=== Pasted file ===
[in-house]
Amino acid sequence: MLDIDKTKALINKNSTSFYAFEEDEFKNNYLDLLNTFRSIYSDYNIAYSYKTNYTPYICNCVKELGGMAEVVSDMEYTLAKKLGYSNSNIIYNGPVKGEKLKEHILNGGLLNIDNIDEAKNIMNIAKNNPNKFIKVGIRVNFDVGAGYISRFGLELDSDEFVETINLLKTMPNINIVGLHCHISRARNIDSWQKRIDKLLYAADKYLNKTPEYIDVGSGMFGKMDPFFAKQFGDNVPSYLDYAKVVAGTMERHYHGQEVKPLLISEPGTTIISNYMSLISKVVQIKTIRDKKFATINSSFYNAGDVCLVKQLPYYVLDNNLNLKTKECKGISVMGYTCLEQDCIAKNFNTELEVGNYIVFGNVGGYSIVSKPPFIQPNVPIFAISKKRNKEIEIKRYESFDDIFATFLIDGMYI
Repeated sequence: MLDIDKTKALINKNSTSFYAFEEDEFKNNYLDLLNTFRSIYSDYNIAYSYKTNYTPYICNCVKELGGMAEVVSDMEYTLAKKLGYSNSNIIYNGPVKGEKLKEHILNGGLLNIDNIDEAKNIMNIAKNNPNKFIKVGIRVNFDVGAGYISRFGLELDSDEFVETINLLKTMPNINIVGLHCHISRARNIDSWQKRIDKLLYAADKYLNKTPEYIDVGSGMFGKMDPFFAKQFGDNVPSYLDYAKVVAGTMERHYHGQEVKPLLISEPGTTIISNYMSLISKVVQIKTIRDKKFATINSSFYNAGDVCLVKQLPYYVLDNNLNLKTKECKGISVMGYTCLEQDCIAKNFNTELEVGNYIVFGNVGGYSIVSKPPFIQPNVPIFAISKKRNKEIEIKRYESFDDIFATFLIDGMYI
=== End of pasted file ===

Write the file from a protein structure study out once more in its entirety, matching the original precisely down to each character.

[in-house]
Amino acid sequence: MLDIDKTKALINKNSTSFYAFEEDEFKNNYLDLLNTFRSIYSDYNIAYSYKTNYTPYICNCVKELGGMAEVVSDMEYTLAKKLGYSNSNIIYNGPVKGEKLKEHILNGGLLNIDNIDEAKNIMNIAKNNPNKFIKVGIRVNFDVGAGYISRFGLELDSDEFVETINLLKTMPNINIVGLHCHISRARNIDSWQKRIDKLLYAADKYLNKTPEYIDVGSGMFGKMDPFFAKQFGDNVPSYLDYAKVVAGTMERHYHGQEVKPLLISEPGTTIISNYMSLISKVVQIKTIRDKKFATINSSFYNAGDVCLVKQLPYYVLDNNLNLKTKECKGISVMGYTCLEQDCIAKNFNTELEVGNYIVFGNVGGYSIVSKPPFIQPNVPIFAISKKRNKEIEIKRYESFDDIFATFLIDGMYI
Repeated sequence: MLDIDKTKALINKNSTSFYAFEEDEFKNNYLDLLNTFRSIYSDYNIAYSYKTNYTPYICNCVKELGGMAEVVSDMEYTLAKKLGYSNSNIIYNGPVKGEKLKEHILNGGLLNIDNIDEAKNIMNIAKNNPNKFIKVGIRVNFDVGAGYISRFGLELDSDEFVETINLLKTMPNINIVGLHCHISRARNIDSWQKRIDKLLYAADKYLNKTPEYIDVGSGMFGKMDPFFAKQFGDNVPSYLDYAKVVAGTMERHYHGQEVKPLLISEPGTTIISNYMSLISKVVQIKTIRDKKFATINSSFYNAGDVCLVKQLPYYVLDNNLNLKTKECKGISVMGYTCLEQDCIAKNFNTELEVGNYIVFGNVGGYSIVSKPPFIQPNVPIFAISKKRNKEIEIKRYESFDDIFATFLIDGMYI